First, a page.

Leaders play a critical role in the implementation of Social Emotional Learning (SEL) in schools. As a reminder, there are 5 competencies of SEL, they are as follows; self-awareness, self-management, social awareness, relationship skills and decision making. Several leaders from around the region gathered on March 10th to spend the day with Dr. Maurice Elias of Rutgers University to learn about just how significant their role is in the task of prioritizing and expanding SEL in our area schools.
Although SEL has been an educational priority for decades, attention to such learning has increased a great deal recently. Why? One reason is the mounting scientific evidence that proposes that SEL skills play a vital role in success in school and life beyond school, including one’s ability to understand and manage their emotions. Throughout the day, school leaders reflected on the significant impact that mental health and trauma have had on their students, families and communities, as well as the urgent need for SEL within the context of the school day. Additionally, interpersonal skills are in high demand from businesses around the world. Employers want people that are able to communicate and interact well with others.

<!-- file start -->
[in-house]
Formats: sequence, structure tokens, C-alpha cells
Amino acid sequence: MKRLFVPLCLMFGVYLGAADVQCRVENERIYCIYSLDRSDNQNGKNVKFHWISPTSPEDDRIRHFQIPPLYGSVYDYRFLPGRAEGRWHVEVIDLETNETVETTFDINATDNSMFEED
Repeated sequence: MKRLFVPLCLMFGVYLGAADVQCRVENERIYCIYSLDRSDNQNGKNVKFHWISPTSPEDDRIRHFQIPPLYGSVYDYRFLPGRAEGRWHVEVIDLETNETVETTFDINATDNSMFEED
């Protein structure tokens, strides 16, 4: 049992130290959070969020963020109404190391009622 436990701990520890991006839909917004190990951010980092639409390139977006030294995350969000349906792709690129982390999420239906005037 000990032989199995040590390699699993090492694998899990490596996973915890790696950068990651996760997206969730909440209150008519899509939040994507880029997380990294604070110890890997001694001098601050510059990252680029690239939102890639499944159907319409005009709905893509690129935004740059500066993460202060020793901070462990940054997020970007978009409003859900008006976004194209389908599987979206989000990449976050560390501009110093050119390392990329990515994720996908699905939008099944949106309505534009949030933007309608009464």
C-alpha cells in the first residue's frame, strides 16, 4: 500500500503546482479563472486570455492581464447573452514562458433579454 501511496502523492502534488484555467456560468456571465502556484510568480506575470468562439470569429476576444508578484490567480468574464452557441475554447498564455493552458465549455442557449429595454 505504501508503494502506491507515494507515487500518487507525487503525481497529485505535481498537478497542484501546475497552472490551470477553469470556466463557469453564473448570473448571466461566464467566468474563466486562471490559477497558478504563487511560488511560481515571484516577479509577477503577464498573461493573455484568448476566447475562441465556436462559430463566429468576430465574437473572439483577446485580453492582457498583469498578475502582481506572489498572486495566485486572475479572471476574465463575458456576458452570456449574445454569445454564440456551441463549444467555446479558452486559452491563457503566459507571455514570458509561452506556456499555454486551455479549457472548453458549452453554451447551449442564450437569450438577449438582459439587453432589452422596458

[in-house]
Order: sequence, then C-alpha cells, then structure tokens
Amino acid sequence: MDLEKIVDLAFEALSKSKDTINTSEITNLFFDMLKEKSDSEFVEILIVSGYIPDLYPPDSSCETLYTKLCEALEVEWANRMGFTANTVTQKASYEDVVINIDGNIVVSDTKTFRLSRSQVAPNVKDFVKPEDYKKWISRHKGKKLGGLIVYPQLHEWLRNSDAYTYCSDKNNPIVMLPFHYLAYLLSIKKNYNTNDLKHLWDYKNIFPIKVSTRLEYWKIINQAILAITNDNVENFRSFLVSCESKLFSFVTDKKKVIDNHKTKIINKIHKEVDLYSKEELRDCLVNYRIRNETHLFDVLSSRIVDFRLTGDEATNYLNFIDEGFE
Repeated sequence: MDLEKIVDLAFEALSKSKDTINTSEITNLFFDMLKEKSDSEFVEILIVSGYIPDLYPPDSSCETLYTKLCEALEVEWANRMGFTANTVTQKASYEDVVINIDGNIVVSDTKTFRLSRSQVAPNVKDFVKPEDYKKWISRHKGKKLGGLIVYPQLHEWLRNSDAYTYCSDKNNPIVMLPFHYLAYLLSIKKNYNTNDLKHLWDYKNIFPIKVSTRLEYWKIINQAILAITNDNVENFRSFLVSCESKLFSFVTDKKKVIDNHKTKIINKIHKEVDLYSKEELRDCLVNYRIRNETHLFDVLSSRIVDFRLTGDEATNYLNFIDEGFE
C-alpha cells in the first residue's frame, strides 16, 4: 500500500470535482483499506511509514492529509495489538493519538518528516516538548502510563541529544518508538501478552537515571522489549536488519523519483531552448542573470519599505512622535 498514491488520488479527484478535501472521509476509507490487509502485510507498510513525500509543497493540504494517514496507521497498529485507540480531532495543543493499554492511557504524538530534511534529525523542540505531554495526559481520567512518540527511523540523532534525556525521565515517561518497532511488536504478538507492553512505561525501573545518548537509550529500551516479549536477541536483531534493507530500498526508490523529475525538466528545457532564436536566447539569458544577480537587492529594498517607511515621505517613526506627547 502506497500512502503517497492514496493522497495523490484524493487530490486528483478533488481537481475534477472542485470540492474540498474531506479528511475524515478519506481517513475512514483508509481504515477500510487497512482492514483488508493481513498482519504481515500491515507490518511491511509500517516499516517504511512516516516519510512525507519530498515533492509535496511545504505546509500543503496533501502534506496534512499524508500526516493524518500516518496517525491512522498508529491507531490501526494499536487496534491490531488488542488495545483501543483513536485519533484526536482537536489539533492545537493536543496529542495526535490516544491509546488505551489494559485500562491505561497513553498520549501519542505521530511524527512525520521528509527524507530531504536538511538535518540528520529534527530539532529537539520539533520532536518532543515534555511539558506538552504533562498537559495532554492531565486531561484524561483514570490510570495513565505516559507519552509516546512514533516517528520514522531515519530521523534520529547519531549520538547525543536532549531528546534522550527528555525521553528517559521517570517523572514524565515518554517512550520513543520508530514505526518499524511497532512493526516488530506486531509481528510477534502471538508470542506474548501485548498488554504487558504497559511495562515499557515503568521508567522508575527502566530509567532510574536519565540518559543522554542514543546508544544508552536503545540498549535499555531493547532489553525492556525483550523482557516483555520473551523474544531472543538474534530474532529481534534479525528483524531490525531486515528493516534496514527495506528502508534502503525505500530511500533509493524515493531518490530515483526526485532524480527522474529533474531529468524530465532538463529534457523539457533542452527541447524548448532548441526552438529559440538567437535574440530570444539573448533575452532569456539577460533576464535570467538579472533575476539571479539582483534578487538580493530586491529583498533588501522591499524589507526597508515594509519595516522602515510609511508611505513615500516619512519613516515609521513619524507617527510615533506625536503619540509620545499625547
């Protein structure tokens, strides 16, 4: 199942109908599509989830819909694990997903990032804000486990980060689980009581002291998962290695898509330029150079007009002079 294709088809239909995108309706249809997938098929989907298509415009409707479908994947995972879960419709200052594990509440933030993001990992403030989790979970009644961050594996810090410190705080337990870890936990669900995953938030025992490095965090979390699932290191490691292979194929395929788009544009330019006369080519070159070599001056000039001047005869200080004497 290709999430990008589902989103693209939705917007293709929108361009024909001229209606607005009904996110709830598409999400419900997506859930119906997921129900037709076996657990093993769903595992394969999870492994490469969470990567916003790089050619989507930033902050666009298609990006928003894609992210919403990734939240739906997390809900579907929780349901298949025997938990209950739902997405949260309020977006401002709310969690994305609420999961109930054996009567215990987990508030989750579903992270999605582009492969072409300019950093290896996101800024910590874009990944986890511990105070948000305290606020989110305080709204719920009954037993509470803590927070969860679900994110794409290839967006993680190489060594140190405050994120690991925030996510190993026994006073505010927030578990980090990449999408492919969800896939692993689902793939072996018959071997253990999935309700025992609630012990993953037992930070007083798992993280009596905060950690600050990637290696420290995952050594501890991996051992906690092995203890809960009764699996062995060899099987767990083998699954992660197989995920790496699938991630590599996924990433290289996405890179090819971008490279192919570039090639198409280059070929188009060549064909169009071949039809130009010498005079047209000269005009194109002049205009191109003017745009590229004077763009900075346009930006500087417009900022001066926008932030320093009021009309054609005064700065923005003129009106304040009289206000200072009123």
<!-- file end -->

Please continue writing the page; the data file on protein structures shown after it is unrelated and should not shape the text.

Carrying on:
So what do school leaders need for effective SEL leadership? First and foremost, they themselves must possess or improve upon their own SEL skills and SEL leadership skills. In the words of Dr. Elias, “The future of Social Emotional Learning (SEL) and Social Emotional Character Development (SECD) depends more than ever on the quality of leadership within schools and school districts, both generally and as focused on SEL/SECD.” Additionally, a clear vision, an understanding of the interrelationship between school climate and SEL, a current climate assessment, the ability to manage improvement/change initiatives and finally, the ability to inspire.
Despite all of the learning that took place around the leadership role of comprehensive SEL implementation in early March, our leaders collectively realized that while we have many strengths in this area, we have work to do. No improvement initiative is simple, it cannot be remedied with a “quick fix,” it takes time and persistence. Some of the actionable goals for leaders that are vital, include, infrastructure development, school identity clarification integration, climate/culture/skills assessments, promotion of student voice, connection to existing mandates and making connections with schools/districts that are “walking the walk.”
We look forward to facilitating meaningful, collaborative experiences that center around SEL Leadership and Implementation to continue the necessary steps towards improvement. Together, we must guarantee that students are in a positive school climate and will systemically learn social-emotional competencies and character virtues essential for life, this cannot be optional.
By: Katie Mendell, CA BOCES Community Schools